The English language has words and phrases with similar and also identical meanings. If you like precision, you will likely choose the shorter alternatives. Trying to choose between “despite” and “in spite of”, however, is more than just about brevity.
“Despite” and “in spite of” are identical in their meanings and can be used interchangeably in texts. Both are typically used in writings when the subject is “rebelling” or “disregarding the norm” or “not paying heed to prevalent conditions”. The contexts of the phrases may, however, vary.
There is a very thin line differentiating “despite” and “in spite of” and, for most writers, that line is non-existent. If you think otherwise and would like to dig for more information, read on.
Getting to Know “Despite” and “In Spite Of”
“Despite” and “in spite of” mean the same and can be used in place of another. The two prepositional expressions denote a sense of contrast or link contrasting ideas. They usually get used at the beginning or somewhere in the middle of a sentence, but rarely at the end.
The two expressions are quite similar in meaning to “even though” and “although”. A few other phrases that can be used alternatively with them are “notwithstanding”, “regardless of”, “in defiance of”, etc.
The noun “spite”, common to both the terms, means “hatred or ill will toward another, accompanied by the disposition to annoy, irritate, or thwart”. An alternative phrase for it is “holding a grudge”.
The word “spite” also works as a verb, which could mean “to annoy or hurt purposely”. For example:
- Do not spite him. He is just a kid.
- I hit her in her face to spite her.
In the above sentences, the word “spite” means “to hurt”.
Using the Prepositions “Despite” and “In Spite Of” in Writings
The word “spite”, as mentioned above, means “to hurt or annoy”. However, the prepositional phrases being discussed here aren’t that “spiteful”. However, in specific writing scenarios, a waft of contempt could be felt courtesy of the two expressions. For example:
- Mary ate the ice cream in spite of her mother’s warnings.
In the above sentence, “in spite of” implies “regardless of”. However, though not explicitly stated, it could also mean Mary holds a minor grudge against her mom for not letting her eat the ice cream.
Here is another sentence comparing the usage of the two prepositions:
- Despite her leg pain, she finished the marathon.
In the sentence above, you may use “in spite of” in place of “despite”. However, the former could come across as a tad formal and elaborate. The word “despite” isn’t a casual conversational term by any means, but it’s certainly not as fancy.
Not to mention, both “despite” and “in spite of” are more widely used in writings than in oral communications.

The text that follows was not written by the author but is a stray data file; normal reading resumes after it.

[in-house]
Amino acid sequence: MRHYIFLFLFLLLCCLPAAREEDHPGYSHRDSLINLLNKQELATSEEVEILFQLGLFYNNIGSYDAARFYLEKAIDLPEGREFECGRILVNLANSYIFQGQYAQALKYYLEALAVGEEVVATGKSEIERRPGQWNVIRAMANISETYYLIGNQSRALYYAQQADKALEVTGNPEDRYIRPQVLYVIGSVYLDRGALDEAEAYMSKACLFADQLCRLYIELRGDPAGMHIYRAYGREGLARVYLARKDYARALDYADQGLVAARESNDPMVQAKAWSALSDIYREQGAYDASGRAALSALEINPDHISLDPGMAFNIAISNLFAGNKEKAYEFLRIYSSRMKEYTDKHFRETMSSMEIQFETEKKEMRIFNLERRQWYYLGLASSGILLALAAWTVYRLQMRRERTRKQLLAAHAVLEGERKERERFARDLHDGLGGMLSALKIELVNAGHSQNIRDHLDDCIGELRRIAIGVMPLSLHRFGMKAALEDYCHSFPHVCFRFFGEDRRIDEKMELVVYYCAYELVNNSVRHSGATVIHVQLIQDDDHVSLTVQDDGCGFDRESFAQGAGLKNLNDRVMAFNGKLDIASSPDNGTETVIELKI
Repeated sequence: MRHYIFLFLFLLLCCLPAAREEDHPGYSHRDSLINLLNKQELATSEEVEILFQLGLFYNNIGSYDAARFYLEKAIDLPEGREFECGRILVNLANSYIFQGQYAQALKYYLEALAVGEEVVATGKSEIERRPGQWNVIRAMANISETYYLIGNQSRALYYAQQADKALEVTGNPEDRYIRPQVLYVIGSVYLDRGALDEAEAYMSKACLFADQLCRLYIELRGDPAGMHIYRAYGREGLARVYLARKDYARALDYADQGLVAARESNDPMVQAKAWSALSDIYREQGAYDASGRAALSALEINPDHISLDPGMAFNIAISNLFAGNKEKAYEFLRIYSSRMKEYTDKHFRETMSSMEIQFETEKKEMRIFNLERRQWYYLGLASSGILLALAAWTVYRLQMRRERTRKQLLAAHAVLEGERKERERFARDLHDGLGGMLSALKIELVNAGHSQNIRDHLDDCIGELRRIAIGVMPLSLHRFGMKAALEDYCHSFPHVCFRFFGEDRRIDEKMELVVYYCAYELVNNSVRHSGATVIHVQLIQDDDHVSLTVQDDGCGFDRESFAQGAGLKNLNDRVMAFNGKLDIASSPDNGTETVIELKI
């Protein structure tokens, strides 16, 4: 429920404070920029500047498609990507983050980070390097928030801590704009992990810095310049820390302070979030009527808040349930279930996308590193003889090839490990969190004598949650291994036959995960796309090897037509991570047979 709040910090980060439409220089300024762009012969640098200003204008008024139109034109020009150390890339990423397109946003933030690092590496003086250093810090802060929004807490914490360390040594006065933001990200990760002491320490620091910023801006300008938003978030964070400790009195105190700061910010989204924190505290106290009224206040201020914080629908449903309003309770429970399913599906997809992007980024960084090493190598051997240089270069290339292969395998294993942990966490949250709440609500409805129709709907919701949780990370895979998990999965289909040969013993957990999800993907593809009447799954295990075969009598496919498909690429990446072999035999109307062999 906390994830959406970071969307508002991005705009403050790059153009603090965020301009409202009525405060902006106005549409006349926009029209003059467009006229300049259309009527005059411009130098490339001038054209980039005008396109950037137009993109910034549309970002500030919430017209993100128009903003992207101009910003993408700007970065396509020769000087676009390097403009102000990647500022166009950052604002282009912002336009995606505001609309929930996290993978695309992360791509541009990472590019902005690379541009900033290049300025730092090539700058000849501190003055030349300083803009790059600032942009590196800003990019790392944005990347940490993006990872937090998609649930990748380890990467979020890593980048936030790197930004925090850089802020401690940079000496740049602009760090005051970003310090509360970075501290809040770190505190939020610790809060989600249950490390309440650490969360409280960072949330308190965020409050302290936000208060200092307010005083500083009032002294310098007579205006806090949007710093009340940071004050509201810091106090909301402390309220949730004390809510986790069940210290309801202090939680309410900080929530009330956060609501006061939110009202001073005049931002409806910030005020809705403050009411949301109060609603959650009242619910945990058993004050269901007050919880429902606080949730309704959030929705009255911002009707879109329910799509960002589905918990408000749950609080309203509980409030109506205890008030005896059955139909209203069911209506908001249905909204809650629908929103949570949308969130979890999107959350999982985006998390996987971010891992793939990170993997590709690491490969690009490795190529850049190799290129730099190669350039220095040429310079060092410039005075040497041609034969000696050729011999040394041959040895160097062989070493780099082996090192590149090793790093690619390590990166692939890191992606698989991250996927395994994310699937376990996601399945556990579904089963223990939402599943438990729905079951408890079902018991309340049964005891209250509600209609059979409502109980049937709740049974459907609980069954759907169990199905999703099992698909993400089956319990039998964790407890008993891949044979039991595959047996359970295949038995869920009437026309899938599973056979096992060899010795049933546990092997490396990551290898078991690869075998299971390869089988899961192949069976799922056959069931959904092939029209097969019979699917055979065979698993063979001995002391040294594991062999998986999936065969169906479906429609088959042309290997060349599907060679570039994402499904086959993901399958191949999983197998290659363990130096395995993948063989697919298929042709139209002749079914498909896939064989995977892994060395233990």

Using “Despite” and “In Spite Of” with Other Words or Word Types
Both “despite” and “in spite of” use a noun, pronoun, or a gerund right after. The following are sentences illustrating the same:
- The flight was late by two hours. In spite of the delay, we arrived at the venue on time.
- Despite experiencing a severe headache, she had a wonderful birthday.
It is also quite common to use the phrase “the fact that” with “despite” and “in spite of”. For example:
- Despite the fact that she studied very hard, she couldn’t top her exams.
- In spite of the fact that she studied very hard, she couldn’t top her exams.
The clause “that”, however, is never used by itself after “despite” and “in spite of”.
“Despite” and “in spite of” should never be followed by a noun clause as they’re not conjunctions. As mentioned earlier, the prepositional phrases should always be followed by a noun phrase or noun.
The following are incorrect ways to use the two expressions:
- Several middle-class folks discovered that they cannot access quality medical attention, in spite of they needed it badly.
- Moreover, this is the very first evidence exhibiting that VNP and ANP exert varied effects in fish in spite of they sharing the same receptor.
In the aforementioned sentences, “in spite of” can be replaced with “despite”, but the sentences will still be grammatically wrong.
The Thin Line Between “Despite” and “In Spite Of”
The decision to use “despite” instead of “in spite of” or the other way around may not be incorrect, but it certainly implies a subtle meaning shift. In other words, there is a slight “desire to irritate” or “rebellion” connotation with “in spite of”. And it is closer in meaning to the word “spite” than “despite”.
For example, “She went to the club late in the night in spite of her parents warning her against it.” In the sentence, it can be perceived as if the subject didn’t care about the warnings she was issued by her parents and acted “rebel-like”.